Another Part of a Long Story
Literary Traces of Eugene O'Neill
William Davies King
Biographers of American playwright Eugene O'Neill
have been quick to label his marriage to actress Carlotta Monterey
as the defining relationship of his illustrious career. But in doing
so, they overlook the woman whom Monterey replaced—Agnes Boulton,
O'Neill's wife of over a decade and mother to two of his children.
O'Neill and Boulton were wed in 1918—a time when she was a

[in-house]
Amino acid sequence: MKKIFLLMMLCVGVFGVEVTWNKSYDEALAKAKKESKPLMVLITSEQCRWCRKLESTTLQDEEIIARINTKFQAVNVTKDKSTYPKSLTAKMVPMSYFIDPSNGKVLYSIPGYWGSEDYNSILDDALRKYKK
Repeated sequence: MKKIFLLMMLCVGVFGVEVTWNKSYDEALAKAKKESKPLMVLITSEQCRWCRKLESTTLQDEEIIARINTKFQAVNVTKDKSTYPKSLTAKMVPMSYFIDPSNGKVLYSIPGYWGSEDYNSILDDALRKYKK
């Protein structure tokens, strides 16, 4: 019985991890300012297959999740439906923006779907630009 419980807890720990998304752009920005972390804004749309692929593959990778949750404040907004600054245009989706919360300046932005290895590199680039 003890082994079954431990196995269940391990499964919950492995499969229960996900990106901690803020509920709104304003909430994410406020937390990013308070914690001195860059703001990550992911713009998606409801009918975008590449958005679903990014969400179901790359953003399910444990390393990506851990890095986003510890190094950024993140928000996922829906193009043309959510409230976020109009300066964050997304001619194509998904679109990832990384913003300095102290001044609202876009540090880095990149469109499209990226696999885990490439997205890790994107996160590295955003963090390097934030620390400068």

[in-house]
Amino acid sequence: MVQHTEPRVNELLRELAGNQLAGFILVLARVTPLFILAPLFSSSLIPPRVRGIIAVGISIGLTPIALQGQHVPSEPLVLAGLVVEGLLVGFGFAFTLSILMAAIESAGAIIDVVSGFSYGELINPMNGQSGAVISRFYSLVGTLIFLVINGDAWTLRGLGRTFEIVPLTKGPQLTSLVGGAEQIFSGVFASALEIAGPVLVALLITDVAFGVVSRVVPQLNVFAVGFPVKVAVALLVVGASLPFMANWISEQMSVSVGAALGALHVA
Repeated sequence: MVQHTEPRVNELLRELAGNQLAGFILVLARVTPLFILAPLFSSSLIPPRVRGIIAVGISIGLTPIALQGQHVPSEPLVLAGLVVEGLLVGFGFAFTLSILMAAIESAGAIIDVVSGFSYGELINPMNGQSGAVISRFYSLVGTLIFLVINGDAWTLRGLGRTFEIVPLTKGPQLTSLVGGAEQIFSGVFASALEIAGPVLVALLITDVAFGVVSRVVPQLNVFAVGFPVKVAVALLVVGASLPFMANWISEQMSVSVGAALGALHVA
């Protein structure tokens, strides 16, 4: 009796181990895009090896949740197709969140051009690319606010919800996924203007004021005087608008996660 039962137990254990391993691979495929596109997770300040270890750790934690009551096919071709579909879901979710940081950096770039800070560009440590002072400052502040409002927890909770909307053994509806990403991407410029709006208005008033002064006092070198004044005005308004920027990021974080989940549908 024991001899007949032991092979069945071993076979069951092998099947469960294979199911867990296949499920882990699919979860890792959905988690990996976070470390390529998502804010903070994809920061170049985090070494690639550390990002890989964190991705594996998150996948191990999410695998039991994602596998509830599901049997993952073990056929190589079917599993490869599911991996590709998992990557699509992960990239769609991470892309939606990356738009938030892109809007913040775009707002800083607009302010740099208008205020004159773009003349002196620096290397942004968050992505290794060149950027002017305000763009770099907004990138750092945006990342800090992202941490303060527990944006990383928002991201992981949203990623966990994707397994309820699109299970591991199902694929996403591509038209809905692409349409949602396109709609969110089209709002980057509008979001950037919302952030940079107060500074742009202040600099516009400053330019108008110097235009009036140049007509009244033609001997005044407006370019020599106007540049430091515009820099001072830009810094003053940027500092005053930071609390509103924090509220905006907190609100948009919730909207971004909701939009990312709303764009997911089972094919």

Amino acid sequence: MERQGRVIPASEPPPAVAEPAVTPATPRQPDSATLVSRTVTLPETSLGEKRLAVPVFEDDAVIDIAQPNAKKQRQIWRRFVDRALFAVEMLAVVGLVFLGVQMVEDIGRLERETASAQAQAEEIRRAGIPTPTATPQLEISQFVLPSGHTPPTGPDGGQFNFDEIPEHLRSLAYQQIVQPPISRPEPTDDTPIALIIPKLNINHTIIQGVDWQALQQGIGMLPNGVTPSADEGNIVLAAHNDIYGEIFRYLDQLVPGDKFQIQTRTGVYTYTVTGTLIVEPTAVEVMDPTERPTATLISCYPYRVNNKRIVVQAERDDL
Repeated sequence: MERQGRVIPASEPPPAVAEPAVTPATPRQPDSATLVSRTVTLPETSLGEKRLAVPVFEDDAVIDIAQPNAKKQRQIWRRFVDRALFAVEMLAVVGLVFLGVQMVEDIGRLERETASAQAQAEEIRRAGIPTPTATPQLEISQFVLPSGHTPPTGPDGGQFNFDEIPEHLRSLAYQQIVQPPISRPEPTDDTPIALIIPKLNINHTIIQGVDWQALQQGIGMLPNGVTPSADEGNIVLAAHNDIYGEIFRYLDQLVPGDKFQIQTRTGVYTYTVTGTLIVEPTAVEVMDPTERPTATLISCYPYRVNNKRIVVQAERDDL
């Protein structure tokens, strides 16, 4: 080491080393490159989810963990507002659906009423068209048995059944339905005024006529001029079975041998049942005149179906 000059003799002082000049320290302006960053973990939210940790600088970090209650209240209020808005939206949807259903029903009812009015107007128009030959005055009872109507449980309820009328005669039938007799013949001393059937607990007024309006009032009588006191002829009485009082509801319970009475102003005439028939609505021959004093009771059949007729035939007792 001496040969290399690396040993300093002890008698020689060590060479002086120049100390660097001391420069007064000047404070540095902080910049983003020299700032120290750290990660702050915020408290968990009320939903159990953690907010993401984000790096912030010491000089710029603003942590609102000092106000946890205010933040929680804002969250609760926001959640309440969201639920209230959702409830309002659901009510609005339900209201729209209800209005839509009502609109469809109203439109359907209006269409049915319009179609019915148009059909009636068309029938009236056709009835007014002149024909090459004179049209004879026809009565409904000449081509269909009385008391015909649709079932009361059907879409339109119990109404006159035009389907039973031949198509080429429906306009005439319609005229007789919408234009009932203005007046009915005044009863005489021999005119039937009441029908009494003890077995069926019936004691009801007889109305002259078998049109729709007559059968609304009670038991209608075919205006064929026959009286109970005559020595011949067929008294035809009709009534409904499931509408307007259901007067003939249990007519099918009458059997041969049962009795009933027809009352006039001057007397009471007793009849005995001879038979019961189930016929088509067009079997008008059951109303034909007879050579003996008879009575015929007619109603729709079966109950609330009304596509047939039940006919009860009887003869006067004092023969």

successful pulp novelist and he was still a little-known writer of
one-act plays. During the decade of their marriage, he gained fame
as a Broadway dramatist who rejected commercial compromise, while
she mapped that contentious territory known as the literary
marriage. His writing reflected her, and hers reflected him, as they
tried to realize progressive ideas about what a marriage should be.
But after O'Neill left the marriage, he and new love Carlotta
Monterey worked diligently to put Boulton out of sight and mind—and
most O'Neill biographers have been quick to follow suit.
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